Doctrine is one of the most used ORMs in PHPLand, with many applications heavily coupled to it. With more and more companies moving to microservices one of the tasks is to migrate their entities to come from the microservice instead of from Doctrine. Here I’ll describe how I migrated an entity so that it was stored in a Microservice instead of MySQL and came from Doctrine. In my approach I used the original entity class, this allowed for using feature flags for migrating each repository method one at a time.
Posts with the tag development:
Estimations are one of the most important parts of project planning and one of the most common tasks that developers do no matter which language they code in, what team they are on, or which company they work for. Estimating is hard, so hard we pretty much get it wrong a lot of the time. Not enough details - guesstimates Estimating without enough information is in my opinion of the leading causes of estimating poorly and causes project overruns.
Code review is the process of having others review code that is written and accepting feedback and adapting the code to the feedback given. These days code review is seemingly at every IT department and widely ruled agreed upon as a best practice. It is often one of the largest sources of conflicts within a development team since giving and receiving criticism about work is often hard to do while remaining detached from the work itself.
Here I try to explain in nontechnical ways things that happen in IT departments which in my opinion are generally harmful to the company. The aim of this series is to help company founders who aren’t experienced in IT be able to judge the health of their IT department. The Product Team is there to decide which features are to built first and how the features are to work. They are one of the most crucial parts of the development processes since they choose the path for the project and help make sure that the project brings the most business value as possible.
Over the years of leading teams and working in various IT environments I’ve discovered, there are generally three types of tickets within the small to medium size companies. An Idea An Idea Request is where someone has an idea, and it would be nice to try it out and see if it works or not. An idea is not a request that is based on current business needs but on the possibility to improve something that is already working.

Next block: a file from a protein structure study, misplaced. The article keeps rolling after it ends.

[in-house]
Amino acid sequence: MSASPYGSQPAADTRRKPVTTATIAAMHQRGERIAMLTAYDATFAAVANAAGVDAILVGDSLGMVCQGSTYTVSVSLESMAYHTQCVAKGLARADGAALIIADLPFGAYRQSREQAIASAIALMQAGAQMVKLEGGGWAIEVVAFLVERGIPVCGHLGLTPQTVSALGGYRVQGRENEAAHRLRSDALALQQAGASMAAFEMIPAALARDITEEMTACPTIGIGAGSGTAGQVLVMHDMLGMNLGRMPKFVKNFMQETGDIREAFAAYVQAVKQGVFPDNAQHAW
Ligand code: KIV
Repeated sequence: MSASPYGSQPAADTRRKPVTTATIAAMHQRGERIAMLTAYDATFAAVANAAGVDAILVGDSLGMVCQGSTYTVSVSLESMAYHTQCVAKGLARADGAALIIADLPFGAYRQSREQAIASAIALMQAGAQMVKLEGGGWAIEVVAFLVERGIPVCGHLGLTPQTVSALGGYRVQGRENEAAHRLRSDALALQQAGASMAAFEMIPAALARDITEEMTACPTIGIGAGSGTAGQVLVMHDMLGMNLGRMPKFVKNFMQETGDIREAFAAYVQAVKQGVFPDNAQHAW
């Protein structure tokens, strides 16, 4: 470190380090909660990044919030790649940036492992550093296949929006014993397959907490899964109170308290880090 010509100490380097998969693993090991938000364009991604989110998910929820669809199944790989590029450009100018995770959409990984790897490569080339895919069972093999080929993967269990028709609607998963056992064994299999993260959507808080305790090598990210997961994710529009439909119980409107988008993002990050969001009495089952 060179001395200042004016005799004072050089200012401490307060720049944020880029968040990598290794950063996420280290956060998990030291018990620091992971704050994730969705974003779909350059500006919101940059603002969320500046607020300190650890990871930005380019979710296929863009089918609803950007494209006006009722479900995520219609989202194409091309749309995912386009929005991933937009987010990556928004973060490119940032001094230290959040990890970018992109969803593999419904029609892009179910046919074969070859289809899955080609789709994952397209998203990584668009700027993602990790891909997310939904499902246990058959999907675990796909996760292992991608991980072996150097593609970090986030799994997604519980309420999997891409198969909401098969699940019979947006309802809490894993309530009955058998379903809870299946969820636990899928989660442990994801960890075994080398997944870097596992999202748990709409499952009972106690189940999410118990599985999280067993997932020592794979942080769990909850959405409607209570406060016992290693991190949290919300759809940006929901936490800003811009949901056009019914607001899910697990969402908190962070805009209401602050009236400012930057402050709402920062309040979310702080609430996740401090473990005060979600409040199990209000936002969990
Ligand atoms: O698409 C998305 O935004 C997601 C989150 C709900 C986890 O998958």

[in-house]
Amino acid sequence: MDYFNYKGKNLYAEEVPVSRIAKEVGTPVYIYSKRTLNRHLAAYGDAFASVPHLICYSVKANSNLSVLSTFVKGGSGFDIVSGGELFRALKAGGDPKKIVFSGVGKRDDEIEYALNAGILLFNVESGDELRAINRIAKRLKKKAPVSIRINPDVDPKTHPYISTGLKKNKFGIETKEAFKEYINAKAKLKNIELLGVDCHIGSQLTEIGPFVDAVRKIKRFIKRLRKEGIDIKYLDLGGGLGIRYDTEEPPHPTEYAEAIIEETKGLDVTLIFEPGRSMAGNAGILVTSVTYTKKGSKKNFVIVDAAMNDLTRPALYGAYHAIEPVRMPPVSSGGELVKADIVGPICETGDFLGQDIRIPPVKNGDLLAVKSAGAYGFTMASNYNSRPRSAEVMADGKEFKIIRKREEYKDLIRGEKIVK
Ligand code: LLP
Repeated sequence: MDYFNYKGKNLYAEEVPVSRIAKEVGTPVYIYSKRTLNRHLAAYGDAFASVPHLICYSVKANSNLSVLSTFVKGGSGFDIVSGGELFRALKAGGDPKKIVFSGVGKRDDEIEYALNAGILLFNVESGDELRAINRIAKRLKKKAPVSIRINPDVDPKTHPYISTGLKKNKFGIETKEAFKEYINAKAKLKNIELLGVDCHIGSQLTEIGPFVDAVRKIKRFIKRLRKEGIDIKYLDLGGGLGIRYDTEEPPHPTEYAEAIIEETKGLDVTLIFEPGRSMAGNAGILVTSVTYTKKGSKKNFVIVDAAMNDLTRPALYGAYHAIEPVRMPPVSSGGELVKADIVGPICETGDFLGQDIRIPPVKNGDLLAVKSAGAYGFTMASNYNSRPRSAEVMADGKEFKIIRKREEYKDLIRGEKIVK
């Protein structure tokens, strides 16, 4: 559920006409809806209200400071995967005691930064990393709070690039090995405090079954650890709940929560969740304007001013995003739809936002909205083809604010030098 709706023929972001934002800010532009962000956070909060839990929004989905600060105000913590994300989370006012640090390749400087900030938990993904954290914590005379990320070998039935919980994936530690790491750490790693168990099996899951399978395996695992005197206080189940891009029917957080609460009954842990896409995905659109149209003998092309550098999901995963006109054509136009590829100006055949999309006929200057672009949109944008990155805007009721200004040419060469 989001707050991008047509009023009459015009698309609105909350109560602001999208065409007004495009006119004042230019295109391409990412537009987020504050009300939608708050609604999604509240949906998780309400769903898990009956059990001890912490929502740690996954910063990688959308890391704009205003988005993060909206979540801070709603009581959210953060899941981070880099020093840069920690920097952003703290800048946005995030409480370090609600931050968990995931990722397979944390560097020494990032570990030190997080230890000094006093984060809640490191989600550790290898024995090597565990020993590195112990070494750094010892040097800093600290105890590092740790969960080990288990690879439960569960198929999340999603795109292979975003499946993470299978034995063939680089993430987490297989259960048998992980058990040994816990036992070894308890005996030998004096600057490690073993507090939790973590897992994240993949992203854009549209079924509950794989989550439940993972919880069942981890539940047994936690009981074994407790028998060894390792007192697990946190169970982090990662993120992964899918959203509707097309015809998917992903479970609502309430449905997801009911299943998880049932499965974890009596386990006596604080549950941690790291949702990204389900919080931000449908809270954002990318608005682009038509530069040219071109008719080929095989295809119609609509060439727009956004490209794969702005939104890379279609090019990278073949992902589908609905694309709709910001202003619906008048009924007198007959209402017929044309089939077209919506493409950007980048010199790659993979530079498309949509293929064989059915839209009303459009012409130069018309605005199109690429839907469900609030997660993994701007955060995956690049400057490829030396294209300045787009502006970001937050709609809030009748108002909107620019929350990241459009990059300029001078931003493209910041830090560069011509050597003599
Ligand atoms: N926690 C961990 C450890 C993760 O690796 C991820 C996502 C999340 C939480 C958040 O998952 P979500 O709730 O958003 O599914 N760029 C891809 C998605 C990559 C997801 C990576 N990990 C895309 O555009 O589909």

In development we constantly bemoan bad developers. But what I’ve noticed is everyone generally thinks they’re doing a good job and the other developers are bad. I don’t think you can exactly define what is a good developer down to a tee but I think you can have rough benchmarks for whether or not you’re good. These generally are if you follow well defined practices. There are levels of development practices ranging from the basics (DRY) to advance (CQRS).
So I recently started a new side project that involves data mining. While working on this project I’ve learned a little bit about how to manage a larger than usual database. At the point of writing this the database is approximately 50GB and growing daily. So here are a few things I’ve learned. Backups This is probably the main area where I learned a bunch of stuff. Usually when you’re dealing with a database of approximately 1GB in size, backups at midnight are rather routine.
A very simple breakdown of how the password encoding works with Symfony 2. Encoder factory The encoder factory is where you get your password encoders from. You pass in a User entity and it returns an Encoder. Encoders are created from the encoder configs and stored within the factory, there is only a single instance of the encoder unless you clone it outside of the factory. The encoder configs are passed to the factory upon creation.
Facebook’s Hack bring lots of features that a lot of other programming languages get to take advantage of. One of major advantages of Hack over PHP is a typing system. So here’s a quick run over of the typing system as I understand it. Annotate Annotating is when you define which type is going to be used. You can type the following: function arguments function return class variable constants For function arguments you just put the type before the variable name for the argument.
If you’re programming in an object orientated language that supports exceptions you should never return null in a method that returns an object. Most object orientated languages support exceptions. Exceptions give us an extremely expressive way to represent error conditions. We throw an exception and the program bails out of where it is and then goes to the error handling section. We can create custom exceptions to express exactly what sort of error occured.